Coram: Abella / Rothstein / Moldaver: The motion for an extension of time to serve and file the application for leave to appeal is granted.  The application for leave to appeal is dismissed without costs.

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35564      National Money Mart Company carrying on business under the name and  style “Money Mart” v. Gareth Young, as representative Plaintiff, H. Craig Day, as representative Plaintiff (Alta.) (Civil) (By Leave)

Contracts   – Class actions – Stay of proceedings – Are class action waiver clauses in   consumer contracts enforceable if they operate independently of any   arbitration provision? – If the language of a class action waiver clause is   clear and unambiguous, on what grounds or in what circumstances should a   court decline to enforce a class action waiver clause? – Are class action   waiver clauses in consumer contracts are unconscionable per se, or   presumed to be unconscionable, or must be proven to be unconscionable, or   contrary to public policy, or inconsistent with the scheme and purpose of   class action statutes.

As   representative plaintiffs, Day and Young claim that the fees charged by the   applicant Money Mart for short term or “payday” loans are unlawful.  The   written loan documentation contained clauses requiring the arbitration of any   disputes relating to the loan contract.  There were separate clauses   with respect to class action litigation.  The most recent version reads   in part:

Each party also agrees not to commence or   participate in any class action either as    a representative Plaintiff or as a   member of a Plaintiff class, and to opt out of any class action, if the class   action involves, directly or indirectly, any Claim.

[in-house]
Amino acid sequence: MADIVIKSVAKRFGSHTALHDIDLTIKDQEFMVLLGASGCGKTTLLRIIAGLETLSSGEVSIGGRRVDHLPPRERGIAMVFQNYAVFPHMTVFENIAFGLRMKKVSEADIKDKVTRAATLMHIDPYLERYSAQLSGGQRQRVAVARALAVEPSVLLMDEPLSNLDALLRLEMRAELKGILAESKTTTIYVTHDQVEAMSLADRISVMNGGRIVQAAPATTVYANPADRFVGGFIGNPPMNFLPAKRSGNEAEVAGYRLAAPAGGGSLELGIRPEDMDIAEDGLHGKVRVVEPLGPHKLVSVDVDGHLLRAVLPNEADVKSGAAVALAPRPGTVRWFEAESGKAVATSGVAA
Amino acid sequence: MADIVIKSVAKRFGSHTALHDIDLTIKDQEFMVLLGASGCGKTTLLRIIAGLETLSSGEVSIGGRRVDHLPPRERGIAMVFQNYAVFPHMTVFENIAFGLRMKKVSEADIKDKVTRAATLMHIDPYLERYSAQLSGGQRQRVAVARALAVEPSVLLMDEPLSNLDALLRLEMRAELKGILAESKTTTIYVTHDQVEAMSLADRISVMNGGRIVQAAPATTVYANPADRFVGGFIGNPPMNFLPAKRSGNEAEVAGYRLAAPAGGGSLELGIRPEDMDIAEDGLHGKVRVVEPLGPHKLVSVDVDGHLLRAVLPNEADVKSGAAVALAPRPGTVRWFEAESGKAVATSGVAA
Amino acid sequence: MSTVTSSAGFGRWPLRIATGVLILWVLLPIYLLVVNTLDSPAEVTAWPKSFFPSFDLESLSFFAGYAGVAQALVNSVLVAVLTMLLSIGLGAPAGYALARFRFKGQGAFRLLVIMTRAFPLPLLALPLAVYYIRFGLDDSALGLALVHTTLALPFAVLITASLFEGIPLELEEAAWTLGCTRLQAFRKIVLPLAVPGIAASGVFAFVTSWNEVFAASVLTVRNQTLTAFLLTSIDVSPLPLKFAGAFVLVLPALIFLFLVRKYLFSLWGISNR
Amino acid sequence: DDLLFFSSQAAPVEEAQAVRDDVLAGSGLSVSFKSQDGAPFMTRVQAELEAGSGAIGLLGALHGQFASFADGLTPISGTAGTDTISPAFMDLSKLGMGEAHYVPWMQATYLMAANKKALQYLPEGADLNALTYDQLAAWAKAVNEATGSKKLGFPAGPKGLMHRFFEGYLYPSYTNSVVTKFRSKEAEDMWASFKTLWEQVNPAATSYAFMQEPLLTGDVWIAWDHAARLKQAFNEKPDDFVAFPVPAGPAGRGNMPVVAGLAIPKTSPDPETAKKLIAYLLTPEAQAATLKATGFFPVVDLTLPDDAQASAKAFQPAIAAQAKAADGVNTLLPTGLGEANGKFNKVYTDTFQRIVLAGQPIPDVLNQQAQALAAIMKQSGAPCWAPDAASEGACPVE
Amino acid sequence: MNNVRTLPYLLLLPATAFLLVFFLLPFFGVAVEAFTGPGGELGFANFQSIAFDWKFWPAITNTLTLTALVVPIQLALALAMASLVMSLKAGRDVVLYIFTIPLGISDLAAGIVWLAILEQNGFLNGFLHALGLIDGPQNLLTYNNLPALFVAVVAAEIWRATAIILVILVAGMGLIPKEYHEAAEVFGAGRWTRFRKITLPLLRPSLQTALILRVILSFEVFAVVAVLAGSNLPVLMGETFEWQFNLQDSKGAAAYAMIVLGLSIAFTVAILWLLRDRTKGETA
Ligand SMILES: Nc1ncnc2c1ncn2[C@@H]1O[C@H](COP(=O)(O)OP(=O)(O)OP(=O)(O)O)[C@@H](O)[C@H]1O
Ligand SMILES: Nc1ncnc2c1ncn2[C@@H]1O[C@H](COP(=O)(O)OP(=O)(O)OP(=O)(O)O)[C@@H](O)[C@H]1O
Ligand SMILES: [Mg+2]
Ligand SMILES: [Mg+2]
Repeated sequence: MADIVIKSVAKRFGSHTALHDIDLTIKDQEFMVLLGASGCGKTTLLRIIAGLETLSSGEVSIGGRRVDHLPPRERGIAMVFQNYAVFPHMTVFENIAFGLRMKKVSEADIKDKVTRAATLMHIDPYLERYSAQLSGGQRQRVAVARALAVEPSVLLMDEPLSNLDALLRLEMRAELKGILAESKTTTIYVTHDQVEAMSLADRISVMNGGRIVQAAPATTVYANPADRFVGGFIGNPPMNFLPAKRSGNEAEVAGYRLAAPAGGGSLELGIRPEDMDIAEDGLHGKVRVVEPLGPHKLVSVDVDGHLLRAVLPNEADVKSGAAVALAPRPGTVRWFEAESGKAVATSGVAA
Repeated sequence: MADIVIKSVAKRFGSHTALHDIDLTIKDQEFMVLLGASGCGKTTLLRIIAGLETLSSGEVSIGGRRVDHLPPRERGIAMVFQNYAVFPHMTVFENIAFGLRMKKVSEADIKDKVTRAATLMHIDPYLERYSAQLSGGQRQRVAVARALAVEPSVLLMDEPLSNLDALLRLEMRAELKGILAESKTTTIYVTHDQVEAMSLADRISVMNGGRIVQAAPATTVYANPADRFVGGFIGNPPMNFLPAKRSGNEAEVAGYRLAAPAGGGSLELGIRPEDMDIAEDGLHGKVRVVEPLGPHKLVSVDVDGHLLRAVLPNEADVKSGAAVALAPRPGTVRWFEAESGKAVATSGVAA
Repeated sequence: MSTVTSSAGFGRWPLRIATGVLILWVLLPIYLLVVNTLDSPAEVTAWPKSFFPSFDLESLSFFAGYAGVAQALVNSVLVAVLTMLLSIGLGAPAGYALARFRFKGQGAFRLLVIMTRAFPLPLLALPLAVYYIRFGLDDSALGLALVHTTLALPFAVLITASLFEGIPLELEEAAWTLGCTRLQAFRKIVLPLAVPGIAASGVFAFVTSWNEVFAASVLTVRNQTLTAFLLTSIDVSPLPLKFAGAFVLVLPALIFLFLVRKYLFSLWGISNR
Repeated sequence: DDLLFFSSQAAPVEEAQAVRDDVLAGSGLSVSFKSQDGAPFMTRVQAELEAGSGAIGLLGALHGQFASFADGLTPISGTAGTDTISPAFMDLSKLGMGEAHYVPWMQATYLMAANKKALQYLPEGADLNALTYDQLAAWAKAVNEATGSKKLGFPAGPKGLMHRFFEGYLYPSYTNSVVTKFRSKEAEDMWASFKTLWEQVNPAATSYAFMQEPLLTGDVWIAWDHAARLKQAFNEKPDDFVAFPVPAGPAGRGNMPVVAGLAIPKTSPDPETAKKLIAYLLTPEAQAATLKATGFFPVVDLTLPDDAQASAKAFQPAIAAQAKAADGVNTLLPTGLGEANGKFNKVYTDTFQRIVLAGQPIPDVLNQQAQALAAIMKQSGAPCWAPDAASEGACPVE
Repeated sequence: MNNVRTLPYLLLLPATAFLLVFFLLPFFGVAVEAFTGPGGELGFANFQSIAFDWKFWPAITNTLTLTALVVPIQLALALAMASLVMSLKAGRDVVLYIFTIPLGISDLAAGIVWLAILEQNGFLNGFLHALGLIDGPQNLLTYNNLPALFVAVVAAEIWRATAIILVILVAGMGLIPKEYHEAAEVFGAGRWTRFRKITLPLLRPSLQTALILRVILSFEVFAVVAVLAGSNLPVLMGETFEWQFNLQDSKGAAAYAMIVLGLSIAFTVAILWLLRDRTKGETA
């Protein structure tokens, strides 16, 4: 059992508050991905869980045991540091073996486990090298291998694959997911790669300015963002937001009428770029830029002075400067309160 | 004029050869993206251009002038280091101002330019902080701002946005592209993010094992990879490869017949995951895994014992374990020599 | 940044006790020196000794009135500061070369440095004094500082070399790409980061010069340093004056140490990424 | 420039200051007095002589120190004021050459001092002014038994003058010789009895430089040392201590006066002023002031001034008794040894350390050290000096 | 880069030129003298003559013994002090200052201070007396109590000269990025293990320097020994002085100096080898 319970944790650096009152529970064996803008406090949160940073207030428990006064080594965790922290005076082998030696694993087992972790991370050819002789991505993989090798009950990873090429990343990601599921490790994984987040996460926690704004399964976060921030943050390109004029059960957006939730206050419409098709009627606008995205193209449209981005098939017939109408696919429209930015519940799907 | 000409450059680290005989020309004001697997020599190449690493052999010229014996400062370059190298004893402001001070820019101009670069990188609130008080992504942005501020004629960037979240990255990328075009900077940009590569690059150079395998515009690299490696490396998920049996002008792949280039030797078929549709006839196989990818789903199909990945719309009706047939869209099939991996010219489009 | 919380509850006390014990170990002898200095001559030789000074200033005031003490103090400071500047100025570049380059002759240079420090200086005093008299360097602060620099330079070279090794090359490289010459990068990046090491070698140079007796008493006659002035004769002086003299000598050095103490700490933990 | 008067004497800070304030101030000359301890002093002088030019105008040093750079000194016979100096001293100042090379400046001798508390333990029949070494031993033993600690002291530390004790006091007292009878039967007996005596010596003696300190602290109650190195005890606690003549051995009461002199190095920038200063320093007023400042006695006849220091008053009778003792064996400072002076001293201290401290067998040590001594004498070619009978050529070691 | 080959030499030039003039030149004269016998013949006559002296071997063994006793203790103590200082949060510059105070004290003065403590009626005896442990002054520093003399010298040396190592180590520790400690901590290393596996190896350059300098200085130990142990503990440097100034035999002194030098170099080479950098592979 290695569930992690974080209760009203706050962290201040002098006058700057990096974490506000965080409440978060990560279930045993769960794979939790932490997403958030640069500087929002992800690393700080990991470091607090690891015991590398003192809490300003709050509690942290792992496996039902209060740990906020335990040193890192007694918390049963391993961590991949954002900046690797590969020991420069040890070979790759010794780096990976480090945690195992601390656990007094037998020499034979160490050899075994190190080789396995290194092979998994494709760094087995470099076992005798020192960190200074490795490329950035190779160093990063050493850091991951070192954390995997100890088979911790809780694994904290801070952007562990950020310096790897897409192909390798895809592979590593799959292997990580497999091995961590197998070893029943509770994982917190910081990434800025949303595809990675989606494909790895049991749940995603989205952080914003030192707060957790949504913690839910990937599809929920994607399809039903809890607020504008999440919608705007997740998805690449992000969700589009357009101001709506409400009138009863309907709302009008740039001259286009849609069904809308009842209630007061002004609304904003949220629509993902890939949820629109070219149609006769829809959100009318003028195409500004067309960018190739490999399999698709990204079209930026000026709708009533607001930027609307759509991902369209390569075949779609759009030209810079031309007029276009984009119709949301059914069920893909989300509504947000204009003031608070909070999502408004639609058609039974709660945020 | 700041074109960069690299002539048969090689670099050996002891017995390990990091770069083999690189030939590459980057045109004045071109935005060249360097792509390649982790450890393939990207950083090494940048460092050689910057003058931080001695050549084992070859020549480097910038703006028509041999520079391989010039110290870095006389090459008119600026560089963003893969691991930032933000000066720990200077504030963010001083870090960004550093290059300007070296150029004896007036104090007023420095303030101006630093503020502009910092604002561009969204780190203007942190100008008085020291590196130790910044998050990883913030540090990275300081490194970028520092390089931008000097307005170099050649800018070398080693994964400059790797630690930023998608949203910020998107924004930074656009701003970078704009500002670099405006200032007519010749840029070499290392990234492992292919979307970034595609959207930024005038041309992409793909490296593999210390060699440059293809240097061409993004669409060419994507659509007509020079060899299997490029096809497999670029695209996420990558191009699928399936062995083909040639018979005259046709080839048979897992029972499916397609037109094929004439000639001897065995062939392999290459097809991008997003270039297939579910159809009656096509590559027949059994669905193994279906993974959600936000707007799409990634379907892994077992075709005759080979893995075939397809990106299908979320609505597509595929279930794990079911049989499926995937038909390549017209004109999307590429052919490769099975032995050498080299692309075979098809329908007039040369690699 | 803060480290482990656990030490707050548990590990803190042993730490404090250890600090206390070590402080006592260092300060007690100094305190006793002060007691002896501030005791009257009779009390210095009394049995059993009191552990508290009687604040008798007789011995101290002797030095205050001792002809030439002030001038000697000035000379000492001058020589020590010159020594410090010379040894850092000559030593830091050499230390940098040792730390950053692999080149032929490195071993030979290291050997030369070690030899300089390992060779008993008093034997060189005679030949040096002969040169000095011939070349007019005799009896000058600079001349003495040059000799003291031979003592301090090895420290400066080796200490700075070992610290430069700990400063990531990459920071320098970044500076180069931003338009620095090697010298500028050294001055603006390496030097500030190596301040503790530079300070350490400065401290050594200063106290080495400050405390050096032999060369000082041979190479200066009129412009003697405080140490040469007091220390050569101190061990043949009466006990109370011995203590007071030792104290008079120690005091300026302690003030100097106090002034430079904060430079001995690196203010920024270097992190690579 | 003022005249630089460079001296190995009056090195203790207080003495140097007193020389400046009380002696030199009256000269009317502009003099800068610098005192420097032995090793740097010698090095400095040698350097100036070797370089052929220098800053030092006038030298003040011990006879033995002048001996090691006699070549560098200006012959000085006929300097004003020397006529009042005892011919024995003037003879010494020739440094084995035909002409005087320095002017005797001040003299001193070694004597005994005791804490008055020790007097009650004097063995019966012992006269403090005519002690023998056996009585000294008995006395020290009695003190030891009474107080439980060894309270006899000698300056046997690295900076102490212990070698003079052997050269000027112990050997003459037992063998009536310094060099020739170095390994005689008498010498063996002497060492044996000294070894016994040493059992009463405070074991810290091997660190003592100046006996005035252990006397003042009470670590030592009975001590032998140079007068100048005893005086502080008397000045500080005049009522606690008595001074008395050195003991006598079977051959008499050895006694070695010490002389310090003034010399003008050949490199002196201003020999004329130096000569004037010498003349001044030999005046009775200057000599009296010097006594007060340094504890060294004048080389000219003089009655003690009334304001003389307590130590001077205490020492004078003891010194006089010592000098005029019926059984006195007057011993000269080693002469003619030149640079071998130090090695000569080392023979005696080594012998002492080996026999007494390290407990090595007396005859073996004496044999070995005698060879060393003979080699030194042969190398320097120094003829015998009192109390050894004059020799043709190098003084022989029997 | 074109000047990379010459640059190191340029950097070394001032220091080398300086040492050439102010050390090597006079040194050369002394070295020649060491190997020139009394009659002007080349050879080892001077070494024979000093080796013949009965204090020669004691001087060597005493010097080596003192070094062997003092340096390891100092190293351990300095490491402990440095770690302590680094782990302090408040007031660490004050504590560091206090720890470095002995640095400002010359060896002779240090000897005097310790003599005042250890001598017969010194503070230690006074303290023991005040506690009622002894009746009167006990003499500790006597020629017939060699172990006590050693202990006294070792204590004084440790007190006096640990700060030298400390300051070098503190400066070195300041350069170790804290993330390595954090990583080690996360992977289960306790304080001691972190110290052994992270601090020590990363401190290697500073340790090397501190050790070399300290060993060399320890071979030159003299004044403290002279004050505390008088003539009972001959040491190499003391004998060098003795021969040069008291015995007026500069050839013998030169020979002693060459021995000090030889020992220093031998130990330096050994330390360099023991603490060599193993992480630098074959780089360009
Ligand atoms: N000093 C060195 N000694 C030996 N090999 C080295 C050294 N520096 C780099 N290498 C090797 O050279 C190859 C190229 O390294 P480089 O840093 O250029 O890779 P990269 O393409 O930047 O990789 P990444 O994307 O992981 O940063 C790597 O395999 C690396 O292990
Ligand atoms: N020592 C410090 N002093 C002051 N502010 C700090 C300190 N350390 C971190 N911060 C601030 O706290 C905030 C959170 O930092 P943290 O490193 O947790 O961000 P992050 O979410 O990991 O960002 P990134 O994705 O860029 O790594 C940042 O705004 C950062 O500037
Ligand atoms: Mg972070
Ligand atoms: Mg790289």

The   applicants brought a motion to dismiss or stay the proceedings on the grounds   that the representative plaintiffs had agreed in writing to proceed with   mediation or arbitration of the disputes against Money Mart, and that they   had also agreed in writing not to participate in class actions.  These   motions to stay were dismissed, as were the subsequent appeals to the Court   of Appeal for Alberta.

Coram: Abella / Rothstein / Moldaver: Dismissed with Costs

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35565      1008485 Alberta Ltd., 815028 Alberta Ltd., and 632758 Alberta Ltd. v. H. Craig Day, as representative Plaintiff (Alta.) (Civil) (By Leave)

Contracts – Class actions – Stay of proceedings – Are class action waiver clauses in     consumer contracts enforceable if they operate independently of any arbitration provision? – If the language of a class action waiver clause is     clear and unambiguous, on what grounds or in what circumstances should a court decline to enforce a class action waiver clause? – Are class action waiver clauses in consumer contracts are unconscionable per se, or presumed to be unconscionable, or must be proven to be unconscionable, or contrary to public policy, or inconsistent with the scheme and purpose of class action statutes.

As representative plaintiffs, Day and Young claim that the fees charged by the applicant Money Mart for short term or “payday” loans are unlawful. The written loan documentation contained clauses requiring the arbitration of any disputes relating to the loan contract.  There were separate clauses with respect to class action litigation.  The most recent version reads in part:

Each party also agrees not to commence or participate in any class action either as a representative Plaintiff or as a member of a Plaintiff class, and to opt out of any class action, if the class action involves, directly or indirectly, any Claim.

The applicants brought a motion to dismiss or stay the proceedings on the grounds that the representative plaintiffs had agreed in writing to proceed with mediation or arbitration of the disputes against Money Mart, and that they had also agreed in writing not to participate in class actions. These motions to stay were dismissed, as were the subsequent appeals to the Court of Appeal for Alberta.

Coram: Abella / Rothstein / Moldaver: Dismissed with Costs